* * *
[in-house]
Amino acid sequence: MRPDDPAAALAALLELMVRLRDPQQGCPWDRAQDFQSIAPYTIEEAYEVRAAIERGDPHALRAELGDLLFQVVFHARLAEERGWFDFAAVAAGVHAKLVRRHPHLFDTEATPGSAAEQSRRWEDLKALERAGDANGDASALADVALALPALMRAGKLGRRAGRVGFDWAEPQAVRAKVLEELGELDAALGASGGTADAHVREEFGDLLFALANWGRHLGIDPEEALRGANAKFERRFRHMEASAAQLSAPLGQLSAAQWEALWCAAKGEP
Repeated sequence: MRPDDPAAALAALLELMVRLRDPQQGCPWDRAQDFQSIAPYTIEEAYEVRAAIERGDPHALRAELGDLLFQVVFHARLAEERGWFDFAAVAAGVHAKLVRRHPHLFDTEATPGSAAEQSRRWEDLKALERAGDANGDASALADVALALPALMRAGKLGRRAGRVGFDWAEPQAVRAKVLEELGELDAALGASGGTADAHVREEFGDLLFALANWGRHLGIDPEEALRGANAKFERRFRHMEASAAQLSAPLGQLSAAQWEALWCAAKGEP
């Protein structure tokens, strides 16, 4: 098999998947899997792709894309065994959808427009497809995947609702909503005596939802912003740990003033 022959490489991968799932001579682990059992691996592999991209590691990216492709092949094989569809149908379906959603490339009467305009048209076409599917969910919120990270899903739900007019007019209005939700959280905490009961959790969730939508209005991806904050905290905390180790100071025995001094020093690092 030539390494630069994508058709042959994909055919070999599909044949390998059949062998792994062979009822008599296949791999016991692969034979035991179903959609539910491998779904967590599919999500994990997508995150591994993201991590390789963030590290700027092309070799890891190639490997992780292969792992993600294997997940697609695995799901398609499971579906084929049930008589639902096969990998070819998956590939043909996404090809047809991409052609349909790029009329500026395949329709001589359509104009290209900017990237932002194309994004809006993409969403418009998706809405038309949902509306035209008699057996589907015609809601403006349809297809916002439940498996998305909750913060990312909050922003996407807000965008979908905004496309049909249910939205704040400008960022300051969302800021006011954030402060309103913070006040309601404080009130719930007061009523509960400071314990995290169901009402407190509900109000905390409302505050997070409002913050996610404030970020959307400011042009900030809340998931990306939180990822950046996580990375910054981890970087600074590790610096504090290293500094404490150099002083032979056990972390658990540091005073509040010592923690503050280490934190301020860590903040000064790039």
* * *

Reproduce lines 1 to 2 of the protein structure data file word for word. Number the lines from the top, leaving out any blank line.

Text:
[in-house]
Amino acid sequence: MRPDDPAAALAALLELMVRLRDPQQGCPWDRAQDFQSIAPYTIEEAYEVRAAIERGDPHALRAELGDLLFQVVFHARLAEERGWFDFAAVAAGVHAKLVRRHPHLFDTEATPGSAAEQSRRWEDLKALERAGDANGDASALADVALALPALMRAGKLGRRAGRVGFDWAEPQAVRAKVLEELGELDAALGASGGTADAHVREEFGDLLFALANWGRHLGIDPEEALRGANAKFERRFRHMEASAAQLSAPLGQLSAAQWEALWCAAKGEP